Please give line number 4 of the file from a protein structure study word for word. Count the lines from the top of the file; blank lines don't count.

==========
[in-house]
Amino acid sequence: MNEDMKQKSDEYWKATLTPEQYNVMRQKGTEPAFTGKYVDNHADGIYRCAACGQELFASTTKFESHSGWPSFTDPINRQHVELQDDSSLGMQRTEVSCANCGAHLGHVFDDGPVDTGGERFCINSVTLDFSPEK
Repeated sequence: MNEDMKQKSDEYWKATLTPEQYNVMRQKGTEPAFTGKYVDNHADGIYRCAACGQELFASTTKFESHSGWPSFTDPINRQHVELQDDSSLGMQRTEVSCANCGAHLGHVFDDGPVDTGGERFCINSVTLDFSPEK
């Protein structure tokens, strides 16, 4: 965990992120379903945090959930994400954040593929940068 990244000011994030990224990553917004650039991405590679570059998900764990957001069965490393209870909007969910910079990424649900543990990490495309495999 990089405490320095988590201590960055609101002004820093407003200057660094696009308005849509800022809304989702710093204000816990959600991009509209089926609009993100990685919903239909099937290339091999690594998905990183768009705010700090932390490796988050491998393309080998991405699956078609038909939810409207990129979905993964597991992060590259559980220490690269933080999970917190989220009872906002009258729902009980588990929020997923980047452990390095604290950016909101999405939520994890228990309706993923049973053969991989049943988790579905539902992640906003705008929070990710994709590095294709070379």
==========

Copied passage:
């Protein structure tokens, strides 16, 4: 965990992120379903945090959930994400954040593929940068 990244000011994030990224990553917004650039991405590679570059998900764990957001069965490393209870909007969910910079990424649900543990990490495309495999 990089405490320095988590201590960055609101002004820093407003200057660094696009308005849509800022809304989702710093204000816990959600991009509209089926609009993100990685919903239909099937290339091999690594998905990183768009705010700090932390490796988050491998393309080998991405699956078609038909939810409207990129979905993964597991992060590259559980220490690269933080999970917190989220009872906002009258729902009980588990929020997923980047452990390095604290950016909101999405939520994890228990309706993923049973053969991989049943988790579905539902992640906003705008929070990710994709590095294709070379």